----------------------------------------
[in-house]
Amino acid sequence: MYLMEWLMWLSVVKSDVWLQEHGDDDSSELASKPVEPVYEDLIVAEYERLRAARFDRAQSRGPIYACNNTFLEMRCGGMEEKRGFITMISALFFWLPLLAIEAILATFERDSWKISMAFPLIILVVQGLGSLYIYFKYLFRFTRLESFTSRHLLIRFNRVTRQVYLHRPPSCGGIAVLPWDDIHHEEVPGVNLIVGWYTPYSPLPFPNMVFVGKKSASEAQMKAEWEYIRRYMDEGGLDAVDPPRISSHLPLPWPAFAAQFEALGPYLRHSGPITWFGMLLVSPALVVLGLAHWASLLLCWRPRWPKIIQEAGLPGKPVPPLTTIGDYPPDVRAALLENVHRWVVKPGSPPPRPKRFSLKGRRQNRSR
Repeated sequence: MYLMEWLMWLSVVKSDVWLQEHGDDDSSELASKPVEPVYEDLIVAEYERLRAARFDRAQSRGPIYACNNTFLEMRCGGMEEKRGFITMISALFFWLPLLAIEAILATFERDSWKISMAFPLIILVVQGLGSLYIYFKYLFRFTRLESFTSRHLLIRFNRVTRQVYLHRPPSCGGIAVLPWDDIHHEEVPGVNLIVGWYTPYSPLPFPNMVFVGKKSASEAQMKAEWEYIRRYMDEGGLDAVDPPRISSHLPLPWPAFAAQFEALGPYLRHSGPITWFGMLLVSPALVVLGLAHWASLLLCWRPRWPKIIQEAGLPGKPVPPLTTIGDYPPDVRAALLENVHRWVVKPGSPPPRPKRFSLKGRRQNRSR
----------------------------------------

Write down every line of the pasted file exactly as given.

[in-house]
Amino acid sequence: MYLMEWLMWLSVVKSDVWLQEHGDDDSSELASKPVEPVYEDLIVAEYERLRAARFDRAQSRGPIYACNNTFLEMRCGGMEEKRGFITMISALFFWLPLLAIEAILATFERDSWKISMAFPLIILVVQGLGSLYIYFKYLFRFTRLESFTSRHLLIRFNRVTRQVYLHRPPSCGGIAVLPWDDIHHEEVPGVNLIVGWYTPYSPLPFPNMVFVGKKSASEAQMKAEWEYIRRYMDEGGLDAVDPPRISSHLPLPWPAFAAQFEALGPYLRHSGPITWFGMLLVSPALVVLGLAHWASLLLCWRPRWPKIIQEAGLPGKPVPPLTTIGDYPPDVRAALLENVHRWVVKPGSPPPRPKRFSLKGRRQNRSR
Repeated sequence: MYLMEWLMWLSVVKSDVWLQEHGDDDSSELASKPVEPVYEDLIVAEYERLRAARFDRAQSRGPIYACNNTFLEMRCGGMEEKRGFITMISALFFWLPLLAIEAILATFERDSWKISMAFPLIILVVQGLGSLYIYFKYLFRFTRLESFTSRHLLIRFNRVTRQVYLHRPPSCGGIAVLPWDDIHHEEVPGVNLIVGWYTPYSPLPFPNMVFVGKKSASEAQMKAEWEYIRRYMDEGGLDAVDPPRISSHLPLPWPAFAAQFEALGPYLRHSGPITWFGMLLVSPALVVLGLAHWASLLLCWRPRWPKIIQEAGLPGKPVPPLTTIGDYPPDVRAALLENVHRWVVKPGSPPPRPKRFSLKGRRQNRSR